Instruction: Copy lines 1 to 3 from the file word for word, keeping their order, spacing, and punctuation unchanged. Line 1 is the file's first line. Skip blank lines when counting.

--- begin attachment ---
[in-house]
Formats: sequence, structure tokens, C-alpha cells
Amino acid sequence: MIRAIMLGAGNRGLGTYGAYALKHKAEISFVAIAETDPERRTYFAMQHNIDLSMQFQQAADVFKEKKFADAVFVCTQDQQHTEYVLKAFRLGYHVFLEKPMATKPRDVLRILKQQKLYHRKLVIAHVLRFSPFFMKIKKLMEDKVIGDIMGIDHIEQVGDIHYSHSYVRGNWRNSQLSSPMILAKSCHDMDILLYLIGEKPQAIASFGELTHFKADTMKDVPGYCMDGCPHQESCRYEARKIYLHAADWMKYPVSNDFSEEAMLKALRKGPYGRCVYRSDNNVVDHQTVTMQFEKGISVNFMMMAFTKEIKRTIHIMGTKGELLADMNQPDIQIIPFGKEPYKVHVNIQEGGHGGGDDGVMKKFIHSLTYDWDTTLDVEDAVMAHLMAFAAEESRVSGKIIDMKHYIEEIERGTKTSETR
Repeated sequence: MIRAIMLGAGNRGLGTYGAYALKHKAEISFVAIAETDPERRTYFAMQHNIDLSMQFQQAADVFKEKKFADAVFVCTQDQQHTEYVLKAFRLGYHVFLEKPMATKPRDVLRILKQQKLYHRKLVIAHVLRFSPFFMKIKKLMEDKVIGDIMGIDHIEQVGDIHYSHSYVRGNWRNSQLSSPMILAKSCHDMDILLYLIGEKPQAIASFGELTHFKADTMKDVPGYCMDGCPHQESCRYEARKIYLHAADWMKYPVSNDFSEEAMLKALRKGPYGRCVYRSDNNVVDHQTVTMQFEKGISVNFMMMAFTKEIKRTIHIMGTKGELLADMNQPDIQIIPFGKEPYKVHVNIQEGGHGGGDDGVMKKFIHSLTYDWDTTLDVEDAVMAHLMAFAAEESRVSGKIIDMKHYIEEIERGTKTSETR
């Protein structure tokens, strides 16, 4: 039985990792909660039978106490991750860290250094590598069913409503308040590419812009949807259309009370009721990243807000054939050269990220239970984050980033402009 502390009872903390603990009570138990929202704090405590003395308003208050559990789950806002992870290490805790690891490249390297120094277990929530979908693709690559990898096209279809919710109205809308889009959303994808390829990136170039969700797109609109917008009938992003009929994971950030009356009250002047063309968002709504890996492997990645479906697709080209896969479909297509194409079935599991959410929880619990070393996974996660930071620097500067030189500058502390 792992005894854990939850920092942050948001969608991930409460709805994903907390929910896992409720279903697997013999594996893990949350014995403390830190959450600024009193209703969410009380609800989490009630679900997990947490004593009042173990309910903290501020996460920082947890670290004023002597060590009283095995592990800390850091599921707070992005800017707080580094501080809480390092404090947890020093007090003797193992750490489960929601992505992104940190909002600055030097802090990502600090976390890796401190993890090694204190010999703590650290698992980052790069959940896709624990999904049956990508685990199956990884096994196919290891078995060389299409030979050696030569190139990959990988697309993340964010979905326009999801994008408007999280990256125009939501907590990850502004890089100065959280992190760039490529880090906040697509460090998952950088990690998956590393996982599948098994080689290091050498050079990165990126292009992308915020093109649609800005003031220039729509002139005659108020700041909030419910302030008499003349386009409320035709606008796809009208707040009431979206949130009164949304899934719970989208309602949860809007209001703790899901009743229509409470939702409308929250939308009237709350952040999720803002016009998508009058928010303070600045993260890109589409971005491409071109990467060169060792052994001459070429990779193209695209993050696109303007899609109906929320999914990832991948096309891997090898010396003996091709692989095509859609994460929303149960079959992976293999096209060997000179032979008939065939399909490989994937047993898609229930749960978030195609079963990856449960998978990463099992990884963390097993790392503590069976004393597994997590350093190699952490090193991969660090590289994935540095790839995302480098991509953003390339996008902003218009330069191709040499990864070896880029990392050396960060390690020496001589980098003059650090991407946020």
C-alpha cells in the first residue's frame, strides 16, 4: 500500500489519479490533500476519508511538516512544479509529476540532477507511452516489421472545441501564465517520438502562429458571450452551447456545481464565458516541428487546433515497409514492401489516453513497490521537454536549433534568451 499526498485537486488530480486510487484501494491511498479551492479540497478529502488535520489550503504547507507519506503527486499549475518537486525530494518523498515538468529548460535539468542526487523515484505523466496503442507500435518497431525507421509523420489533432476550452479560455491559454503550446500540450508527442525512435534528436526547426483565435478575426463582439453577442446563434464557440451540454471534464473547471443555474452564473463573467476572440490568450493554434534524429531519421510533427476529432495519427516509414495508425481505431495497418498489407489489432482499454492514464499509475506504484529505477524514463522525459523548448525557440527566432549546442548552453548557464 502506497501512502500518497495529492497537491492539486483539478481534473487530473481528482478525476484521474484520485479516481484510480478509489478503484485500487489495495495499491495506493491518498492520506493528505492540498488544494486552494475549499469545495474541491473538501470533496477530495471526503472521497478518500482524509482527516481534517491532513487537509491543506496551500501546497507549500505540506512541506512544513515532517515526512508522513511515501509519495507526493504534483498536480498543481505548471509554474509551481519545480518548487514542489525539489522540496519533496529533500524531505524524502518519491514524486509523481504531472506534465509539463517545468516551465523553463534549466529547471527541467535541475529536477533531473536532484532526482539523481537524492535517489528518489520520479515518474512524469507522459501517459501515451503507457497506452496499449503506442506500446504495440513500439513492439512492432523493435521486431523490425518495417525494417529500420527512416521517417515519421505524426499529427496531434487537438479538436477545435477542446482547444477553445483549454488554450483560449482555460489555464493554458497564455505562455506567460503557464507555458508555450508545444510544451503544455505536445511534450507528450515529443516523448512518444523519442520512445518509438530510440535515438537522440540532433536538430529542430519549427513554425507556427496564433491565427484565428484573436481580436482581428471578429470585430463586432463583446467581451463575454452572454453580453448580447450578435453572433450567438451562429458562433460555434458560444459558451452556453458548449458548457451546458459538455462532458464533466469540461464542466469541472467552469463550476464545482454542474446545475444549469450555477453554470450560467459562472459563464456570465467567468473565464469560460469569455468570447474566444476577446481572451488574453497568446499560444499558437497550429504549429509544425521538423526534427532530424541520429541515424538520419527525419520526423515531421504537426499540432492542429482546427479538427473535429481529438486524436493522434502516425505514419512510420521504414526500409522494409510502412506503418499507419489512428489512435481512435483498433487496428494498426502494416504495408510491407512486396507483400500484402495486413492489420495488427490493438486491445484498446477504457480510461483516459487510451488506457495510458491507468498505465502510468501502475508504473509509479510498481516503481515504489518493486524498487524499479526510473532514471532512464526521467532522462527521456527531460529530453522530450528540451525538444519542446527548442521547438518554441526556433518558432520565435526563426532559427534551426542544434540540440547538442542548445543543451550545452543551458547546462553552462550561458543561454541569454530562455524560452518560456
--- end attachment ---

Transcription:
[in-house]
Formats: sequence, structure tokens, C-alpha cells
Amino acid sequence: MIRAIMLGAGNRGLGTYGAYALKHKAEISFVAIAETDPERRTYFAMQHNIDLSMQFQQAADVFKEKKFADAVFVCTQDQQHTEYVLKAFRLGYHVFLEKPMATKPRDVLRILKQQKLYHRKLVIAHVLRFSPFFMKIKKLMEDKVIGDIMGIDHIEQVGDIHYSHSYVRGNWRNSQLSSPMILAKSCHDMDILLYLIGEKPQAIASFGELTHFKADTMKDVPGYCMDGCPHQESCRYEARKIYLHAADWMKYPVSNDFSEEAMLKALRKGPYGRCVYRSDNNVVDHQTVTMQFEKGISVNFMMMAFTKEIKRTIHIMGTKGELLADMNQPDIQIIPFGKEPYKVHVNIQEGGHGGGDDGVMKKFIHSLTYDWDTTLDVEDAVMAHLMAFAAEESRVSGKIIDMKHYIEEIERGTKTSETR